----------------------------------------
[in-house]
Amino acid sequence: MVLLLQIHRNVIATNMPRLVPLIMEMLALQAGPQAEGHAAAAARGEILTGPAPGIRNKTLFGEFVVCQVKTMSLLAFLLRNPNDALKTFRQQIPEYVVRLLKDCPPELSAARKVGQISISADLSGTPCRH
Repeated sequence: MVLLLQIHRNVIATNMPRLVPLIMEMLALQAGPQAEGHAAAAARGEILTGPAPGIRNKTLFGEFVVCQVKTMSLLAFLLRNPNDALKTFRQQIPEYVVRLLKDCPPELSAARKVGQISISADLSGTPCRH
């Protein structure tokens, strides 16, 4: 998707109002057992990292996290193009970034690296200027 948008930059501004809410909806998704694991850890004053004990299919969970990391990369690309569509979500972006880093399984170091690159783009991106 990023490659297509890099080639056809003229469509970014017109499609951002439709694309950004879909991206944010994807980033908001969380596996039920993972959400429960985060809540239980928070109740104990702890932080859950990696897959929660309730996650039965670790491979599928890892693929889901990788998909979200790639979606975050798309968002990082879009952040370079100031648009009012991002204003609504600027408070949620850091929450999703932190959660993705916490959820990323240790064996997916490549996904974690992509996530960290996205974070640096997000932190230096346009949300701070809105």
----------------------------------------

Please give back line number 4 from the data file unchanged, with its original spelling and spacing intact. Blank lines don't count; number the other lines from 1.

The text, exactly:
């Protein structure tokens, strides 16, 4: 998707109002057992990292996290193009970034690296200027 948008930059501004809410909806998704694991850890004053004990299919969970990391990369690309569509979500972006880093399984170091690159783009991106 990023490659297509890099080639056809003229469509970014017109499609951002439709694309950004879909991206944010994807980033908001969380596996039920993972959400429960985060809540239980928070109740104990702890932080859950990696897959929660309730996650039965670790491979599928890892693929889901990788998909979200790639979606975050798309968002990082879009952040370079100031648009009012991002204003609504600027408070949620850091929450999703932190959660993705916490959820990323240790064996997916490549996904974690992509996530960290996205974070640096997000932190230096346009949300701070809105």